Sharapova reaches second career Grand Slam final

NEW YORK -- It'll be diva versus diva in the U.S. Open women's championship: Maria, the protagonist of her own "West Side Story" scene, versus Justine the Medical Drama Queen. Expect dueling arias.

Third-seeded Maria Sharapova of Russia shelled world No. 1 Amelie Mauresmo with sharp, powerful groundstrokes in a bizarre 6-0, 4-6, 6-0 semifinal played through wind gusts at Arthur Ashe Stadium. It was a breakthrough victory for Sharapova after three previous losses to the French player, and propelled her into her first Grand Slam final since she won Wimbledon as a 17-year-old in 2004. She hadn't made it out of a Slam semi in five tries since.

"Doesn't mean anything to me," Sharapova, 19, sniffed when asked in her post-match press conference about reversing that negative streak. "I've said it a million times."

Sharapova will face No. 2 seed Justine Henin-Hardenne of Belgium on Saturday night in a rumble Broadway would love.

Both are somewhat aloof characters, but where Sharapova cultivates glamour, Henin-Hardenne seems to revel in her plain, unadorned persona. Henin-Hardenne, 24, has a crafty, effective all-court game that doesn't call attention to itself; Sharapova is generally content to thunder away from the baseline, shrieking theatrically on every point.

The question, as usual, will be whether Henin-Hardenne is physically sound. She has won the last four times they've met, including last year's French Open quarterfinals and this year's Australian Open semis, but they have split their two matches on hard court.

One area where Henin-Hardenne can match Sharapova's stage presence is in her medical mystique, which could qualify her for a guest appearance on "Grey's Anatomy."

The Belgian has played three straight weeks now after taking much of the summer off, winning in New Haven, Conn., -- her first tournament since Wimbledon -- and has a tweak she has variously described as being in her back, her rib or her shoulder blade area that has prompted her to call for a trainer at least twice during this tournament.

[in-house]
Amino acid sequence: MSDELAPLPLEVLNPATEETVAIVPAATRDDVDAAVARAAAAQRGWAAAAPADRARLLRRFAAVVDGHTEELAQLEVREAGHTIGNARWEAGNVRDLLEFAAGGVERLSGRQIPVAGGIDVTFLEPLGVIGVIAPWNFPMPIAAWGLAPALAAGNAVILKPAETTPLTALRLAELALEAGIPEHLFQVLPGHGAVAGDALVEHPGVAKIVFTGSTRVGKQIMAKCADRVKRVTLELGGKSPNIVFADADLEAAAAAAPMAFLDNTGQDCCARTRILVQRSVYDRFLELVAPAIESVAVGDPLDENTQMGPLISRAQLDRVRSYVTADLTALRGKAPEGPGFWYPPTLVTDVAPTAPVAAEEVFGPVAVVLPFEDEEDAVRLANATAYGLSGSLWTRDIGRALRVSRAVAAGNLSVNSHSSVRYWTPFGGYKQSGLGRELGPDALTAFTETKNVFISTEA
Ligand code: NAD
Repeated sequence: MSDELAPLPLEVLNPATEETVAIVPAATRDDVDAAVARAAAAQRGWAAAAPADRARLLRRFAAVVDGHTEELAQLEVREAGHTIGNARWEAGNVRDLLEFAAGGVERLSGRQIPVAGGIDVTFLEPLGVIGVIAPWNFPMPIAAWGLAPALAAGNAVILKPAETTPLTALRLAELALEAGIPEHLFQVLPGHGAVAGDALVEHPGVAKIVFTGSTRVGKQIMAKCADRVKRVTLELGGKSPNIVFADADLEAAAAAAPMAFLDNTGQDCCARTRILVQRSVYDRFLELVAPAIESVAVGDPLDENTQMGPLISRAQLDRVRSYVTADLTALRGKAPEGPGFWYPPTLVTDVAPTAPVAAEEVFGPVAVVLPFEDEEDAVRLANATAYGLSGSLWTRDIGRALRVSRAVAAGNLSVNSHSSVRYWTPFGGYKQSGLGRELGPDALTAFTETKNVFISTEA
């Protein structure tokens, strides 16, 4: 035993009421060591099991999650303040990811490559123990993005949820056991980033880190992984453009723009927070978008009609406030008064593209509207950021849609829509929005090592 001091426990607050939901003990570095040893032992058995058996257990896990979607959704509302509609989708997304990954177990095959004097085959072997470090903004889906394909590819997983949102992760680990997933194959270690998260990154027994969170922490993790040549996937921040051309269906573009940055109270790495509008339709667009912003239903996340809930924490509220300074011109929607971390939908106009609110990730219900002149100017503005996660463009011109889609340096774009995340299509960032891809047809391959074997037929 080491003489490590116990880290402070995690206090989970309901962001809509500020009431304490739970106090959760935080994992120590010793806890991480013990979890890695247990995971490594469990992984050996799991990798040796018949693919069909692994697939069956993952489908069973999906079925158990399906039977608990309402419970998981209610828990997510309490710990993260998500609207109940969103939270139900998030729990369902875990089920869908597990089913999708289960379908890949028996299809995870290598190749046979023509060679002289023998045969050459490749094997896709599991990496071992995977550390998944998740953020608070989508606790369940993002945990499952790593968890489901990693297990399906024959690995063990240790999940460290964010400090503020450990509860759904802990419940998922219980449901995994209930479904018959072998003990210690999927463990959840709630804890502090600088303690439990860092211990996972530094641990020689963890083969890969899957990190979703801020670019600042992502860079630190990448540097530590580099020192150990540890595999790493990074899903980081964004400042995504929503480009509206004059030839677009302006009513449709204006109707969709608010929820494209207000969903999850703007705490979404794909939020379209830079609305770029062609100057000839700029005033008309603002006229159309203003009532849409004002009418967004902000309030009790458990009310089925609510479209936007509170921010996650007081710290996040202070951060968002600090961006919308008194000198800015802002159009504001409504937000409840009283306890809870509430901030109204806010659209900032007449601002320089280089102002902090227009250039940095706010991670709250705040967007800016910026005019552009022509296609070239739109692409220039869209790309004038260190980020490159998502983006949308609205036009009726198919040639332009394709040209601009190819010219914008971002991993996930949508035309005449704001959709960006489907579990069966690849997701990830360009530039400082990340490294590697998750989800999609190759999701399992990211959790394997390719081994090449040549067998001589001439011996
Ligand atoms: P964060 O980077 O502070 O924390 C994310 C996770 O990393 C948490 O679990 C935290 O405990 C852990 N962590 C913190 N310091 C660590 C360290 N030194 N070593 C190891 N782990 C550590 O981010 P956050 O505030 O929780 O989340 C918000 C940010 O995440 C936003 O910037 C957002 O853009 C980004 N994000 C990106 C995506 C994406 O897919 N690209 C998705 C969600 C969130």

Her rivals -- most recently young Jelena Jankovic of Serbia & Montenegro, her semifinal opponent Friday -- have often remarked on her propensity to look hampered one moment and healthy the next.

Sharapova, who has won two WTA tournaments this year, said she doesn't feel as if she's at a disadvantage to Henin-Hardenne despite their competitive history.

"It's a new match, new opportunity,'' she said. "I know I've definitely beaten her before. … I know that I'm playing good tennis and I'm confident. I'm looking forward to beating her again."

Sharapova hadn't dropped a set in the tournament until Mauresmo broke her in the last game of the second set, then leaped high in the air and executed a half-scissors kick in celebration. But she quickly regressed to the same listless form she exhibited in a 24-minute first set, when Sharapova crushed her shots, if not her spirit.

Leading 4-0 in the first set, the Russian smashed a forehand down the line that Mauresmo managed to block back, but Sharapova then closed out the point by burying a monstrous crosscourt forehand winner. Mauresmo launched an unautographed ball into the stands and let out a primal howl of frustration.

Mauresmo was subdued and reflective afterward, but at least in the immediate aftermath, unwilling to blame the loss on the toll of her most successful season to date.

She carried over her momentum from the 2005 year-end championships to win the Australian Open and two other early-season tournaments, then prevailed at Wimbledon, although she was still unable to conquer her home Slam at Roland Garros, losing in the fourth round.

Mauresmo has been ranked No. 1 since late March, but Henin-Hardenne, who is hoping to add this U.S. Open title her 2003 victory, could take over at the top for the first time in two years if she beats Sharapova.

"Have I paid for the physical and mental exhaustion from the matches that got me to this point?" Mauresmo said to French-speaking reporters in a way that indicated she was wondering herself. "Maybe. I haven't had time to analyze it.

"Maybe the year is catching up with me. That would be logical. But since I was feeling better and better through the tournament, I would have hoped to play a better match. Maybe not win, but play better. Of course I'm disappointed."

Bonnie DeSimone is a frequent contributor who is covering the U.S. Open for ESPN.com.